Fast streaming parallel s3 uploads and downloads
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s3rocket uploads and downloads large volumes of streaming data to/from amazon s3 very quickly. It is excellent for uploading large directory trees or data that streams out of a process.

You don't need to know the size of the data in advance in order to upload it. The data is split among s3 objects of a fixed size, and is uploaded on the fly in multiple threads.

It is overkill for small files. If you're not transferring at least several gigabytes of data in each go, this is probably not for you. This tool was designed to upload or download ~50gb of data spread across ~100,000 files to or from an EC2 instance in 10 minutes or less.


Author: Brian Luczkiewicz Git repository:

s3rocket is a victim of the GNU GPLv3 virus. See the file COPYING for more information.


Supported Platforms:

  • Linux


  • libs3 >= 2.0

    You can get it at

    I recommend building libs3 from source.

  • libcurl

    Make sure you have header files installed for libcurl. On some systems, you will need to install a separate "-dev" or "-devel" package. If you have a 'curl-config' command, you're probably fine.

  • gnutls, gcrypt (linux only)

    libcurl has an unfortunate tendency to depend on gnutls and gcrypt on some linux system. Even worse, gnutls blows up in multi-threaded apps unless you initialize it very carefully.

    The s3rocket makefile assumes that this initialization is needed on linux, since popular distributions seem to require it.

    As a result, you'll need dev packages for gnutls and gcrypt as well.

    If you want to disable the gnutls/gcrypt initialization, perhaps because you know that your libcurl uses an alternative SSL library or because you don't intend to use SSL, you can do so by editing the makefile.

Building s3rocket:

$ make && sudo make install


Usage: s3rocket [OPTION]... put FILE S3BUCKET[:PREFIX]

       copy a file or stream to S3BUCKET.
       Use '-' to read data from stdin

  or:  s3rocket [OPTION]... get S3BUCKET[:PREFIX] FILE

       copy data uploaded using s3rocket from S3BUCKET to FILE.
       Use '-' to place data on stdout.

    S3BUCKET[:PREFIX] addresses a single unit of data uploaded by s3rocket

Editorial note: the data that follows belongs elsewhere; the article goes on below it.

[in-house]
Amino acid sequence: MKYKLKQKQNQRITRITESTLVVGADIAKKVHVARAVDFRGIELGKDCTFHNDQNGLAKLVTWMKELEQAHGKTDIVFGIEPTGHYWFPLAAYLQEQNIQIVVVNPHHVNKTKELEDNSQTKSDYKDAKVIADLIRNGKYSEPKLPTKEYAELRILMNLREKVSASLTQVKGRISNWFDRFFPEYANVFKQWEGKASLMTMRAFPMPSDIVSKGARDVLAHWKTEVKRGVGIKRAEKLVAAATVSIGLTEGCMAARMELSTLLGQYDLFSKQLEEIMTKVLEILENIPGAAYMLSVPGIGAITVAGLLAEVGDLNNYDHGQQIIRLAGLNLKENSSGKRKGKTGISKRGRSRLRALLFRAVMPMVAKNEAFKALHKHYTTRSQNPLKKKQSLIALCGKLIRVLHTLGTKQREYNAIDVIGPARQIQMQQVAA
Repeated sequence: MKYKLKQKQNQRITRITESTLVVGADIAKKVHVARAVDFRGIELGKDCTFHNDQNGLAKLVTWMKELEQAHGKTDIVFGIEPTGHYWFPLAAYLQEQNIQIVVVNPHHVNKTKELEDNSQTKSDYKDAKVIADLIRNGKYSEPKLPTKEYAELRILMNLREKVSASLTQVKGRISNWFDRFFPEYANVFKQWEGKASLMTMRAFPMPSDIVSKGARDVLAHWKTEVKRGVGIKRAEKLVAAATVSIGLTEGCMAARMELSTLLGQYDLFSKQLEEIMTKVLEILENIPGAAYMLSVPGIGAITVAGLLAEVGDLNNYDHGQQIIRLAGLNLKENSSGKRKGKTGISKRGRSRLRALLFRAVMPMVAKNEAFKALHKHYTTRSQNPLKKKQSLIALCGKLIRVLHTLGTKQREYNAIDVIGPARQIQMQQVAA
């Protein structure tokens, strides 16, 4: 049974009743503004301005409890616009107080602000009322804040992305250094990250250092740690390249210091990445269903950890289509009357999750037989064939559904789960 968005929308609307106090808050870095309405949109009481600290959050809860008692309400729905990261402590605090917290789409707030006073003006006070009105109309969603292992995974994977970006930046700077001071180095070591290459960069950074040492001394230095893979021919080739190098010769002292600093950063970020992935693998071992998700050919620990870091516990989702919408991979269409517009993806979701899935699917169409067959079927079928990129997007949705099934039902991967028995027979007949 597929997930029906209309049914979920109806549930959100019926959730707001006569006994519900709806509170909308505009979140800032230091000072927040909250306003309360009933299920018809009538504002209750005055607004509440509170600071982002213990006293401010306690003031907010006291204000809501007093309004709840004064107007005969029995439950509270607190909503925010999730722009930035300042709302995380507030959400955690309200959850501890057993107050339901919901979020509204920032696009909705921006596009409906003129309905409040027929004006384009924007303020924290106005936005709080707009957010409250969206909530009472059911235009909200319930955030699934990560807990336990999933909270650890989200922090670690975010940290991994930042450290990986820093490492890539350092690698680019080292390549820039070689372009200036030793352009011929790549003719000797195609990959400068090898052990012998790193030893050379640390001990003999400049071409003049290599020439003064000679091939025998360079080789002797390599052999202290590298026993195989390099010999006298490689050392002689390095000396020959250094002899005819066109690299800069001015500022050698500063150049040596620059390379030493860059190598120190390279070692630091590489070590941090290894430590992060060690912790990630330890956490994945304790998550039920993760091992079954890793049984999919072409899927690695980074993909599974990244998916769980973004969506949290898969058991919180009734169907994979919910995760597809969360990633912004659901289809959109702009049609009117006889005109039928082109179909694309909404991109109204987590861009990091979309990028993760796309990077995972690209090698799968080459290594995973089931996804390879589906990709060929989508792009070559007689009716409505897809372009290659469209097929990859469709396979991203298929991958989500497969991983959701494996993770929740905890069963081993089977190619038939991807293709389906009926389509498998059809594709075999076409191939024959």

S3BUCKET is the bucket name on S3. PREFIX is an optional prefix
    that should be prepended to object names in that bucket.


    S3_ACCESS_KEY_ID     : S3 access key ID (required)
    S3_SECRET_ACCESS_KEY : S3 secret access key (required)
    S3_HOSTNAME          : specify alternative S3 host (optional)


    -j [N], --jobs=[N]             use up to N threads (default=10)
    -b [SIZE], --block-size=[SIZE] set the block size for uploads (default=64M)
    -v, --verbose                  print verbose log information
    -u, --unencrypted              use HTTP instead of HTTPS
    --help                         display help and exit

Performance Notes:

    The performance of s3rocket depends on large in-memory buffers to smooth out
    out inconsistent performance of transfers to and from S3 without causing
    extra disk I/O. Plan to make available (block-size * jobs) bytes of memory 
    for the duration of the transfer.

    On fast EC2 machines with 10gbe connections, unencrypted, jobs=20, block-size=64M
    seems to give the best throughput.

    In most cases, the bottleneck is going to be the disk that you are reading
    from or writing to, or the process consuming/producing the data


Upload a directory tree to s3

This example disables https, splits the file into 64mb blocks, and uploads in 20 threads. Objects are placed in s3://test/foo-00000000, s3://test/foo-00000001, ...

tar cf - my_directory | s3rocket -u -j 20 -b 64M put - test:foo

Download a directory tree from s3

This example disables https and downloads in 20 threads.

s3rocket -u -j 20 get test:foo - | tar xf -